But there is, we believe, a third reason for the decline in average incomes – a reason which is even stronger and even more fundamental than the rise of the developing economies and the increase in cross-border migrations. And that is that the nature of economic activity itself is undergoing a seismic change, in its way as big as the change wrought when capitalism first came in.

For much of mankind’s existence, labour was dominant.  People survived by and many prospered from the sweat of their brow.  Few were rich, but most of the population had an acceptable living.  This was the “Age of Labour”.

About 250 years ago, capital started to become dominant.  The way to prosper was not to work hard but to own the means of production.  Wealth became more concentrated, but still half the population had a good living.  This was the Industrial Revolution, and it brought in the “Age of Capital”.

Now though, ideas are dominant.  Success flows to the owners of ideas, those who can licence others to work for them (for example Uber, Airbnb).  Neither labour nor even capital is necessary, just an idea which captures the public’s attention.  Wealth becomes extremely concentrated, and a small percentage of the population have a fabulous living.  This is the Internet Revolution, and it has created a new economy, the “Age of Licences”.  And we have just entered it.

The change from the Age of Labour to the Age of Capital created huge wealth in aggregate, but it also destroyed livelihoods, led to mass unrest and civil strife from those who lost their economic existence, and demanded totally new solutions to the challenges of the times.  In the economic sphere it led to new concepts like the limited company, and in the political sphere it led to a wholly new dialogue between rulers and ruled, with democracy, trade union power and new charters of individual rights all making large advances in the 19th and early 20th centuries.

What is becoming apparent is that the change we are currently undergoing, from the Age of Capital to the Age of Licences, is likely to be every bit as significant and disruptive to the existing order as the Industrial Revolution was 250 years ago.  In industry after industry, the large established companies are finding they have no answer to the new competition, and it is changing the way people work and the money they earn.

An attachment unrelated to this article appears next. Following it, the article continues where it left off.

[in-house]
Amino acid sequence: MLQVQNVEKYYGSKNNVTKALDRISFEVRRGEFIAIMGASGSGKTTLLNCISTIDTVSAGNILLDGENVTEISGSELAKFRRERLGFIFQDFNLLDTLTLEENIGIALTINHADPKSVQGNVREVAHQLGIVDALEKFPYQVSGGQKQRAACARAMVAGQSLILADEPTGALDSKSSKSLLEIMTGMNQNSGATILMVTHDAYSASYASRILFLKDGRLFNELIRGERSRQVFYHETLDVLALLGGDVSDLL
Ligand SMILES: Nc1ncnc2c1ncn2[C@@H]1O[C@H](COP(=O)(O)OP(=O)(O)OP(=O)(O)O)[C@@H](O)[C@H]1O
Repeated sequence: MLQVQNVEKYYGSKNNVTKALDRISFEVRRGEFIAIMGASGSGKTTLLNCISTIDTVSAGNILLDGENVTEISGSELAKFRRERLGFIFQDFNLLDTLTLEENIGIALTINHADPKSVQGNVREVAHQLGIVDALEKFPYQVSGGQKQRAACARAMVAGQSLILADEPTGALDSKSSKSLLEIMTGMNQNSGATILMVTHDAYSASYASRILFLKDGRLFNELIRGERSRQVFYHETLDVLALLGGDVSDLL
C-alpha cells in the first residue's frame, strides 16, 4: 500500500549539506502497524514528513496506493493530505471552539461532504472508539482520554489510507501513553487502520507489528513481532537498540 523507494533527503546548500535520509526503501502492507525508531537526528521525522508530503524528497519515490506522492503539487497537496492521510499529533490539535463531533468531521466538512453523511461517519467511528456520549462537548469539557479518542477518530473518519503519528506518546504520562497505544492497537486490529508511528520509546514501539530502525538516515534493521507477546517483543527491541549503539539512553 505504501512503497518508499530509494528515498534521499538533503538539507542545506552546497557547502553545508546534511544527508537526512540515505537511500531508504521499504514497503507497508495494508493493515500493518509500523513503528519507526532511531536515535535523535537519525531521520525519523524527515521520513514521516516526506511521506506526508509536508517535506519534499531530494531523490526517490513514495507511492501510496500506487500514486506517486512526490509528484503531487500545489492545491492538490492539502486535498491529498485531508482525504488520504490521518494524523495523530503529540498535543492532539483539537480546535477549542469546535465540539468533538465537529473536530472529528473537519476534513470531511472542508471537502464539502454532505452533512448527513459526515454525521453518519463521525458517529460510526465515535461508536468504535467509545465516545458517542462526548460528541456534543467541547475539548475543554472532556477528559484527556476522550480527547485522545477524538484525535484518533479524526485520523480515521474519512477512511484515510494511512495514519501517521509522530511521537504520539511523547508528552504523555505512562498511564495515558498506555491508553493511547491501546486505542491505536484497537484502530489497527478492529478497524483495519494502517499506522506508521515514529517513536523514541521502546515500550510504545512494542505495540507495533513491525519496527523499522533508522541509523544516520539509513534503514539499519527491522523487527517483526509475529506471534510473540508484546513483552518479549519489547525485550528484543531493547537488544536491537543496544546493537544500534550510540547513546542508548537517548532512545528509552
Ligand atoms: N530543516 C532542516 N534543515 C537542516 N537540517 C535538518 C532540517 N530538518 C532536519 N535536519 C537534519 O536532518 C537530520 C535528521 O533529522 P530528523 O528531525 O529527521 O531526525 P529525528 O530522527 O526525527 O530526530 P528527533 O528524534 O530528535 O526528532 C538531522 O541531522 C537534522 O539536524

In the music industry, for example, in the age before recorded music, many people earned a living from being a musician (though not many got rich);  then with recorded music there was less need to hire musicians but a small number became famous and very rich;  and now, with the internet, it is the owners of the platforms on which music is held (eg iTunes) that end up reaping all the rewards.

Whether it be the way we run our economies (in which there is currently literally no answer to the question “is Uber an employer, are its drivers employees?”), our politics (in which established parties and orthodox policies have no answer to insurgent populism), or even our lives (in which the division of our time between “being at work” and “being off duty” is evaporating fast), the old order is unable to understand, let alone control, the new creators of wealth and the new leaders of politics.

The alienation and anger of those who are being left behind in the new economy is both real and understandable.  It is being driven by real and fundamental changes in the global economy, changes which are not going to stop, far less reverse. Politicians who hope that the current waves of populist unrest are a passing phase are likely to be very disappointed.


[1]              “Poorer Than Their Parents? Flat or falling incomes in advanced economies”, McKinsey Global Institute, July 2016